FIRST ON THE DAILY SIGNAL—A conservative legal group was set to file lawsuits Monday against Nebraska’s two largest cities, arguing that they are defying a state law on gun rights.
The Liberty Justice Center is challenging gun restrictions enacted in Lincoln and Omaha, contending that the ordinances flout a state law passed earlier this year on permitless concealed carry–or constitutional carry–in the state.
The Liberty Justice Center represents the nonprofit Nebraska Firearms Owners Association.
“The state enacted a law for constitutional carry statewide with any local laws null and void,” Jacob Huebert, president of the Liberty Justice Center, told The Daily Signal in a phone interview. “You don’t have to get into a Second Amendment argument for this case. The state has decided on the law.”
In April, the Nebraska Legislature passed a statewide constitutional carry bill and declared that regulating firearms is a statewide concern. The legislation also declared existing local firearm laws void and revoked local governments’ power to regulate guns.
However, the cities of Omaha and Lincoln enacted local ordinances and issued executive orders to restrict firearms from city property, which the firearms owners group says includes public parks and sidewalks.
The two municipalities appear prepared for a legal fight. City attorneys in Omaha and Lincoln reportedly argued that the state law, Legislative Bill 77, gives them the authority to regulate concealed handguns on city-controlled property.
The Nebraska Firearms Owners Association says it represents more than 10,000 gun owners in the state. The Liberty Justice Center gained notoriety for leading arguments in a Supreme Court case challenging compelled union membership.
The firearms association’s lawsuit against Lincoln was set to be filed Monday in District Court for the 3rd Judicial District in Lancaster County, Nebraska.
The lawsuit against Omaha was set to be filed Monday in District Court for the 4th Judicial District in Douglas County, Nebraska.
Huebert said the ordinances in the two Nebraska cities force Nebraskans to face an untenable choice: Either violate local laws or forfeit their right to bear arms.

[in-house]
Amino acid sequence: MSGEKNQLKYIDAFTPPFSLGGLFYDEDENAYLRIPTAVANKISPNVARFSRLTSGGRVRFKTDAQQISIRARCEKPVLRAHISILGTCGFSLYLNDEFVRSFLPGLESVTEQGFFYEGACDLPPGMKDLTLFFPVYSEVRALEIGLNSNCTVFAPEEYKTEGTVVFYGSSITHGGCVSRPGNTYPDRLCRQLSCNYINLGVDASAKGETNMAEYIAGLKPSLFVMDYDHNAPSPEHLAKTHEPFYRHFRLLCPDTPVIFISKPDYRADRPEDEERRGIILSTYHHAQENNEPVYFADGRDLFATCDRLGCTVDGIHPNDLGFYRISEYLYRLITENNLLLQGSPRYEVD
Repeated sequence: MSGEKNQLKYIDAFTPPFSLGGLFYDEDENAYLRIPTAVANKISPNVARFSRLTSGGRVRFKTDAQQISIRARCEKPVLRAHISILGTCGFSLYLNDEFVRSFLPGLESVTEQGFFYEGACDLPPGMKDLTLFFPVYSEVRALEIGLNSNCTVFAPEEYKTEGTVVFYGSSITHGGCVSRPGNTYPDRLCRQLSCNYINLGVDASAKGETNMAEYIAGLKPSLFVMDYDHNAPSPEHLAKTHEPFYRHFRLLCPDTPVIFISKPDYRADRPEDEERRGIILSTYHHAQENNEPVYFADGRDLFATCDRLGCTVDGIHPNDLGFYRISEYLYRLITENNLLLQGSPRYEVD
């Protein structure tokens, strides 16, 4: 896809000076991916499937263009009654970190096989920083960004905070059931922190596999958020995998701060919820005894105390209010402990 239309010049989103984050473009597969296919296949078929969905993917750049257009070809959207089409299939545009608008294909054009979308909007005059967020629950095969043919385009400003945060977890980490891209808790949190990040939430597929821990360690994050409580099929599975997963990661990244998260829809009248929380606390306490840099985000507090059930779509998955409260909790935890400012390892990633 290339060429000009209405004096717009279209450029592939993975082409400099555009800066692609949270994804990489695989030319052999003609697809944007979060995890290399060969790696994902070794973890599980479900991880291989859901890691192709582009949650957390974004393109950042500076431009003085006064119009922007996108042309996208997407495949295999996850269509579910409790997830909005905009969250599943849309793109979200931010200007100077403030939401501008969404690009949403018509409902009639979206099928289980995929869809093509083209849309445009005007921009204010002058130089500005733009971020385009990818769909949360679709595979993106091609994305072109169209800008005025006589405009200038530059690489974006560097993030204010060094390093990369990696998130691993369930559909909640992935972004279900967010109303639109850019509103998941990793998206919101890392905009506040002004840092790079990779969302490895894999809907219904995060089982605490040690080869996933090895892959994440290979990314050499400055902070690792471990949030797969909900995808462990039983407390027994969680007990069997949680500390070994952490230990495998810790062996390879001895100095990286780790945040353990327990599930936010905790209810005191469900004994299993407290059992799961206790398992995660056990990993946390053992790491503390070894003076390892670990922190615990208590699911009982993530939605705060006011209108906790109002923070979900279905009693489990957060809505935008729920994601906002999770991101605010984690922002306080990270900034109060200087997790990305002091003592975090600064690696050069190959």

State law currently designates certain government buildings as off-limits for guns. A municipal government shouldn’t be able to expand prohibitions to other public spaces, Huebert said.
“The state already said that people can’t carry firearms into courthouses or jails or other public buildings,” Huebert said.
City officials in Omaha and Lincoln did not immediately respond to inquiries by The Daily Signal regarding the issues involved.
In November, Omaha Mayor Jean Stothert, a Republican, signed the ordinance banning possession of kits used to build home-assembled handguns. Stothert also signed two gun-related resolutions adopted by the Omaha City Council in response to the state law on permitless concealed carry.
One of the council resolutions supported the mayor’s executive order limiting concealed handgun possession on city-owned and city-leased land if official signs prohibit them. The other resolution, less controversial, called for voluntary training for gun owners.
Stothert said gun laws “further our ability to reduce crime and promote responsible gun ownership,” the Nebraska Examiner reported.
“They provide law enforcement with additional provisions to help keep our citizens safe,” the mayor said, according to the Examiner, adding: “We will pursue steps on gun safety while not infringing on the rights of responsible gun owners.”
Omaha Police Chief Todd Schmaderer also supported the city’s gun control initiatives.
The state law, passed in April, went into effect in September.
That’s when Lincoln Mayor Leirion Gaylor Baird, a Democrat, signed an executive order stating that firearms and other weapons remain prohibited on city property, including buildings, libraries, and parks.
“Recognizing the epidemic of gun violence claiming innocent lives across our nation and that LB77 eliminates commonsense safety training for gun owners, I took action to safeguard city … employees and community members,” Gaylor Baird said in October, according to the Nebraska Examiner.
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